A real-hair wig allows a woman to look in the mirror and see a familiar face while she fights to regain a sense of normalcy in her life.

Creating a real-hair wig takes approximately three to four months, and each wig requires at least six ponytails to make.

As Pantene Beautiful Lengths wigs are created, they are distributed for free through select American Cancer Society wig banks across the country. Women facing cancer can find out about the availability of a Pantene Beautiful Lengths wig by calling the American Cancer Society at 1-877-227-1596. The Society can also help callers with a number of resources providing educational and emotional support.

The American Cancer Society is the nationwide community-based health organization dedicated to eliminating cancer as a major health problem by preventing cancer, saving lives, and diminishing suffering from cancer, through research, education, advocacy, and service. Visit the Society’s website at www.cancer.org to learn more about its mission and activities.

Our campaign is the first in the country to encourage women and men to grow, cut and donate their healthy hair to make free wigs for women who have lost their hair due to cancer treatments.

Hair provided by generous volunteers like you will be used to craft beautiful, high-quality wigs by our partner, HairUWear®. Then it will go to a woman affected by hair loss from cancer.


Instructions for Donating Your Hair

In order to make the most beautiful, realistic and durable wigs, donated hair must meet the requirements below.

Donated hair must be a minimum of 8 inches long (measure hair from just above the elastic band of the ponytail to the ends).

Wavy/curly hair texture is fine—you may straighten hair to measure.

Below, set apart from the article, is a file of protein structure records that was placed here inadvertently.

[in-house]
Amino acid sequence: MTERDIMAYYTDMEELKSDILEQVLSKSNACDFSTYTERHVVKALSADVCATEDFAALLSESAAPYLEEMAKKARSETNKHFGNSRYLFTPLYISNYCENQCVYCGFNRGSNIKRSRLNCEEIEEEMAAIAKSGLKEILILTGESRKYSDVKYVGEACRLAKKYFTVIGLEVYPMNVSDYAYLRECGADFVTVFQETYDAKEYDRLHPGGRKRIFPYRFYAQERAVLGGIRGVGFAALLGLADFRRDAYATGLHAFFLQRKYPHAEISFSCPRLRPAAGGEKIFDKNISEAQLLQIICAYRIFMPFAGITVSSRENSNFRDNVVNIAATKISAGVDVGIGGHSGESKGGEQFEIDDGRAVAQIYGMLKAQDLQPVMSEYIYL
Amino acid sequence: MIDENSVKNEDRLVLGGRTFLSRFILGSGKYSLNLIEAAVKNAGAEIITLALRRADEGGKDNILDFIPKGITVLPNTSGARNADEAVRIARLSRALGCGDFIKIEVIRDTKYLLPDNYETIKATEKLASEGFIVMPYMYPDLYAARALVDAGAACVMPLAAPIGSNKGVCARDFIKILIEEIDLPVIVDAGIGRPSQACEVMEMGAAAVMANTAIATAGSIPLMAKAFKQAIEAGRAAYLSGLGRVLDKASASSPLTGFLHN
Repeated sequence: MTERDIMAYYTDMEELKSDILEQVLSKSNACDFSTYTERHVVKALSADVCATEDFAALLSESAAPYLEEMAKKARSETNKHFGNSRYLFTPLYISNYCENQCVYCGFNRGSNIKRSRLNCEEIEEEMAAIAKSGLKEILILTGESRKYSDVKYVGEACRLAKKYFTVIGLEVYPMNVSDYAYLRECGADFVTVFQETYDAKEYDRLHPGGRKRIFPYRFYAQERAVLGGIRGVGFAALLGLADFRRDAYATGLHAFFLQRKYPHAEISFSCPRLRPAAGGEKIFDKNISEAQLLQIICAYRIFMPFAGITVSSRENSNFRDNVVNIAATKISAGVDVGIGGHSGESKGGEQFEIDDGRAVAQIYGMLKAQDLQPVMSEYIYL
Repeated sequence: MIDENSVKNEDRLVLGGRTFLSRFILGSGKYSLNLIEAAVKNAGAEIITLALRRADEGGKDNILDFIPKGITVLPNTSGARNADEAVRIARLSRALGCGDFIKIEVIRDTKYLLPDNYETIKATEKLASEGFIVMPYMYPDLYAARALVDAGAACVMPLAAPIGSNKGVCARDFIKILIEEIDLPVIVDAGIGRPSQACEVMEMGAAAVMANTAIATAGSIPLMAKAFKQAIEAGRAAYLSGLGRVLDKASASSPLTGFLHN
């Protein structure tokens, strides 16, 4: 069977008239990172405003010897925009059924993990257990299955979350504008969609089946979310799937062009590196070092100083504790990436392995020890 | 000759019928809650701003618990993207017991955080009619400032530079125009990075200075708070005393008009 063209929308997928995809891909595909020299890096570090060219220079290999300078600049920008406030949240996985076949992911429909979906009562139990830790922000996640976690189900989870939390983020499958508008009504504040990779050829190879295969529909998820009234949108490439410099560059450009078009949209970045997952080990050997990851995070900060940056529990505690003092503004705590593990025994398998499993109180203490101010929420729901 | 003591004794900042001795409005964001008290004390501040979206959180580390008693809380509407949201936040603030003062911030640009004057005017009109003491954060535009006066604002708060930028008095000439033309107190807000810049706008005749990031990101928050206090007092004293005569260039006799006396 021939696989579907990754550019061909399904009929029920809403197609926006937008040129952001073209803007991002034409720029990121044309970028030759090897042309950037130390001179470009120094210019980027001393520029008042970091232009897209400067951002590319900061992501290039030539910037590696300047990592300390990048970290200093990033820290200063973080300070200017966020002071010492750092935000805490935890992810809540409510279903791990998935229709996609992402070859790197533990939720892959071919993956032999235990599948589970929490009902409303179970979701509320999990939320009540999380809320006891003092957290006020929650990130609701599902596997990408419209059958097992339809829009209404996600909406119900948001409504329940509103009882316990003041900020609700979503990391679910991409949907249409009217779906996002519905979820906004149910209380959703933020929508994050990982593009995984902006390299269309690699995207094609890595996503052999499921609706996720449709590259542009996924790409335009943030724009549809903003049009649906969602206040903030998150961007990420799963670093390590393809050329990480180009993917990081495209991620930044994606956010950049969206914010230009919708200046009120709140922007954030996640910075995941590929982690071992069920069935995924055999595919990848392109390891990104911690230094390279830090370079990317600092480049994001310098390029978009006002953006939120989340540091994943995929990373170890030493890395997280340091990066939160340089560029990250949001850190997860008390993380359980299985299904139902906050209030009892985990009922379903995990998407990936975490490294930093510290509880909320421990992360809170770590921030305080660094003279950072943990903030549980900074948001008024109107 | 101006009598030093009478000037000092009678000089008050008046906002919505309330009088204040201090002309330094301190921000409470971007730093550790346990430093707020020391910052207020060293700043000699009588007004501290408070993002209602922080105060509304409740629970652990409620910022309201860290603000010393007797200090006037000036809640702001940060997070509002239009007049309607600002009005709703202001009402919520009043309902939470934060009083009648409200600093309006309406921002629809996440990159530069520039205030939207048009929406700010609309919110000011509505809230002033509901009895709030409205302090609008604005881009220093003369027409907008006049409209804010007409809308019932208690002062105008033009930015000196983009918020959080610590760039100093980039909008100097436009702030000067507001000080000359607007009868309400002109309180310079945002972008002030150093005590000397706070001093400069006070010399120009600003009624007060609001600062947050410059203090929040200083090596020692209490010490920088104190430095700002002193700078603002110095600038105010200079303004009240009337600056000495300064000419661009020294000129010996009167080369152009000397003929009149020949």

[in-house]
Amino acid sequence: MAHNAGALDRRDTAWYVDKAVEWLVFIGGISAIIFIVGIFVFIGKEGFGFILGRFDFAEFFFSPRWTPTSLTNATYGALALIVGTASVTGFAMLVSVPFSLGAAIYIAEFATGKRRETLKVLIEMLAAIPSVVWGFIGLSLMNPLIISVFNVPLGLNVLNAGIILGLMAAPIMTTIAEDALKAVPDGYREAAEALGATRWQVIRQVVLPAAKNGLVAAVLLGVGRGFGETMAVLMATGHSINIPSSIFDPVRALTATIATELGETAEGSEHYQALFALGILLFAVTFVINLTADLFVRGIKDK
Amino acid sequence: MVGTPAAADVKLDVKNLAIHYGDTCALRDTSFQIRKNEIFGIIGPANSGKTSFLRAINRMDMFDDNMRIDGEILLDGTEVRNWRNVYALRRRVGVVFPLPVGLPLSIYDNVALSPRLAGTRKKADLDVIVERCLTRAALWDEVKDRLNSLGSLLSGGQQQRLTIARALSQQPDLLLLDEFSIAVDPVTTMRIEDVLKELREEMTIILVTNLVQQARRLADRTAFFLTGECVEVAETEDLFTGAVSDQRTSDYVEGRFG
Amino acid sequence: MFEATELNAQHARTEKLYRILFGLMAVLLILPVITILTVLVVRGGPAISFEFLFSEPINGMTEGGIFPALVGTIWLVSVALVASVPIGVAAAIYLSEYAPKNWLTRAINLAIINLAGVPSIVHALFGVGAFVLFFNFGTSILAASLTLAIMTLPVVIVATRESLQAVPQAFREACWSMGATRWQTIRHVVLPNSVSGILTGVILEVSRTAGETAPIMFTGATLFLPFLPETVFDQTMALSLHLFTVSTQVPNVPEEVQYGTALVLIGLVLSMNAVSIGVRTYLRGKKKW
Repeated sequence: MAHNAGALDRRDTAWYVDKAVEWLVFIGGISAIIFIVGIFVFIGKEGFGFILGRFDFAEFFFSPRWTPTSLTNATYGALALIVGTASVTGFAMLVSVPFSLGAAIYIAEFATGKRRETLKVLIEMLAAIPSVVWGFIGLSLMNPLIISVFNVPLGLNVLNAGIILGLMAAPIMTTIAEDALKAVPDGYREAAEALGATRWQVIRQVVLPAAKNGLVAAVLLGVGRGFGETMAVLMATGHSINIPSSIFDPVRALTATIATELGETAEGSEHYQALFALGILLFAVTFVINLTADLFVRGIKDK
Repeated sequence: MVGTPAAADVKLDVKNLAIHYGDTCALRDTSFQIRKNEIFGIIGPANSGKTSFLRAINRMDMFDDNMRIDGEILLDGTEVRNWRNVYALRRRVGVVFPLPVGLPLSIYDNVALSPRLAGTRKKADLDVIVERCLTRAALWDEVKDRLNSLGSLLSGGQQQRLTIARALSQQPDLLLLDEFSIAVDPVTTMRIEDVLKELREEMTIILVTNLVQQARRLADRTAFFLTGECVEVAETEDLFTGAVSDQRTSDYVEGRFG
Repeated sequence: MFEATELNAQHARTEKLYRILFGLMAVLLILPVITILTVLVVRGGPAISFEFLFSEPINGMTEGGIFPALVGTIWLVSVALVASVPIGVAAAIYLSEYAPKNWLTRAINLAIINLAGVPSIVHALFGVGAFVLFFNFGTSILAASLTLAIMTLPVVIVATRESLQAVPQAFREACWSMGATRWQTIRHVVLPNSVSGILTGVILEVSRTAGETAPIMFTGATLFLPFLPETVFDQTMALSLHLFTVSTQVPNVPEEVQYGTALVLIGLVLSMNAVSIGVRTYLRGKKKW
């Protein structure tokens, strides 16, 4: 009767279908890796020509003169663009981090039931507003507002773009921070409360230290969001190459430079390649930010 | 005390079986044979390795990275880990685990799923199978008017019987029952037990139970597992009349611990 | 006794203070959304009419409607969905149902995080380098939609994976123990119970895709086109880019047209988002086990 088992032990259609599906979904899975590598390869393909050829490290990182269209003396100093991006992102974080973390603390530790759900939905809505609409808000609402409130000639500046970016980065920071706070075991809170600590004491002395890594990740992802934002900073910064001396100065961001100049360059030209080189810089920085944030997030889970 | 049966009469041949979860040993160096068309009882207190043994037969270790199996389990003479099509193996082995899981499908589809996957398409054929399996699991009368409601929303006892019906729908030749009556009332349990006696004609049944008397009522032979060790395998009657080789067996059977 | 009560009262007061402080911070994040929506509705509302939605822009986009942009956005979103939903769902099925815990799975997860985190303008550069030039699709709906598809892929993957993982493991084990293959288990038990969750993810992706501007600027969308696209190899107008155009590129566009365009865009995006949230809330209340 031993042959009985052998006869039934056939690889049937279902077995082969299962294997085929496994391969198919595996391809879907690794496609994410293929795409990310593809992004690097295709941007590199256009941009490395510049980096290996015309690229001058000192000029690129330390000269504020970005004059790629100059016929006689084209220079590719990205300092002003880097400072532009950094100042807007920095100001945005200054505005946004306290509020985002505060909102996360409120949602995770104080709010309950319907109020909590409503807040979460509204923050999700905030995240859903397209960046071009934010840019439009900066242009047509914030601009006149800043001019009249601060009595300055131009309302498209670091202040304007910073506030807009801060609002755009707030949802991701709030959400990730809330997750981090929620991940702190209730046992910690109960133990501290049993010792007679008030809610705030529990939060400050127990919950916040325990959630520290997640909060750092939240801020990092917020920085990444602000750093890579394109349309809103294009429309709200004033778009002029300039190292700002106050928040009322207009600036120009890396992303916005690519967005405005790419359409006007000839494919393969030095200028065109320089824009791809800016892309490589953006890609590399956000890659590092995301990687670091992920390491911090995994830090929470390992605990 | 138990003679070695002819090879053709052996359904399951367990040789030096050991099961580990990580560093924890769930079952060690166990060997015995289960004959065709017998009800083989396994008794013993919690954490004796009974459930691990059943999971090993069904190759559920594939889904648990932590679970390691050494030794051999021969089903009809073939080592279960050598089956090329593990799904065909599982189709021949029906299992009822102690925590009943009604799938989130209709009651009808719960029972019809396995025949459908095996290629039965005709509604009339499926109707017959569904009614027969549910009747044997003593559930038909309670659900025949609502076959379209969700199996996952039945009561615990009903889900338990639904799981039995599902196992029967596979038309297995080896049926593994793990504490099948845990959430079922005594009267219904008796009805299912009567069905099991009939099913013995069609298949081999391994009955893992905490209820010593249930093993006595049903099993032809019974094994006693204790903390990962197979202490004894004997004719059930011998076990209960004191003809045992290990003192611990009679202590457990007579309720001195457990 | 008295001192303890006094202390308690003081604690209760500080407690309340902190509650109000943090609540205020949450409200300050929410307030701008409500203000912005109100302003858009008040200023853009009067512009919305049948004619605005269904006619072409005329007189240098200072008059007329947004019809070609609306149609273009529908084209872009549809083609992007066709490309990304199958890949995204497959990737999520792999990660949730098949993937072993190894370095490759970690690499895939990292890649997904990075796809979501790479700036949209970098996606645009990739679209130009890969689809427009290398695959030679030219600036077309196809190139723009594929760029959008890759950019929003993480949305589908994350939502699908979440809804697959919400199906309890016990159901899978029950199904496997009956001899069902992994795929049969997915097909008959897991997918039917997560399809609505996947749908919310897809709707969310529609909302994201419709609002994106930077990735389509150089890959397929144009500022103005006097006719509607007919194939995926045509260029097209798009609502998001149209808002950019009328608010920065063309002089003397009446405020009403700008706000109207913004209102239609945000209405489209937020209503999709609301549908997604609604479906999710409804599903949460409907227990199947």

Hair should be freshly washed and completely dry, without any styling products.

Hair may be colored with vegetable dyes, rinses and semi-permanent dyes. It cannot be bleached, permanently colored or chemically treated.


Hair may not be more than 5 percent gray.

Here’s why:

It takes at least six ponytails to make a Pantene Beautiful Lengths wig; in general, each ponytail comes from a different person and is a different color. Even though some hair colors may look similar, including gray hair, each is completely unique.

For a realistic-looking wig that has consistent color throughout, donated ponytails must be processed and then dyed to the same shade. It is critical for each ponytail to absorb dyes at the same rate in order to create wigs of consistent, natural-looking color.

Gray hair, as well as some chemically-treated or permanently-colored hair, does not absorb dye at the same rate as other types of hair. It is much harder to color and, once colored, fades more quickly.

Most permanently colored hair, once it is processed and recolored, is too fragile and breakable under the rigorous processing required during the production of a Pantene Beautiful Lengths wig.


In appreciation of the sacrifice that a hair donation requires, Pantene Beautiful Lengths only accepts hair it knows can be used for its intended purposes.

If You Want to Donate & Cannot Attend Relay For Life

Note: It is helpful to have someone cut your hair for you if you cannot attend Relay For Life and have it cut at the event..

Hair must be clean, shampooed and/or conditioned, without any styling, hairspray or additional hair products.

Gather hair at the nape of the neck.

Create a ponytail with an elastic band. Ensure the band is tight around the hair to keep the hair together after cutting. If the hair comes out of the band, it will not be usable. A second hair band can be placed around the middle of the ponytail to help keep the hair together.


Ensure that the elastic band is just below where you want to cut your hair.

Measure the length of the ponytail from the elastic band to the tips, ensuring hair is at least 8 inches long. Donations shorter than 8 inches will not be used, as it’s too short for making a wig. If your hair is not 8 inches, continue to grow your hair out. There is no maximum length requirement.

Cut the hair just above the elastic band such that the elastic band remains on the ponytail after cutting and keeps cut hair together. Do not wash or style the ponytail in any way after it has been cut off.

Place the ponytail, kept intact with the elastic band, in a zipper-lock bag and seal tightly. Please ensure the ponytail is complete dry before sending.

Place the plastic bag with the ponytail in a padded or plastic envelope and send to:

Pantene Beautiful Lengths


Attn: 192-123

806 SE 18th Ave.

Grand Rapids, MN 55744

If you would like written acknowledgement of your ponytail donation, please remember to include your full name and return address with your hair donation.

Thanks for your generous donation and for participating in Pantene Beautiful Lengths.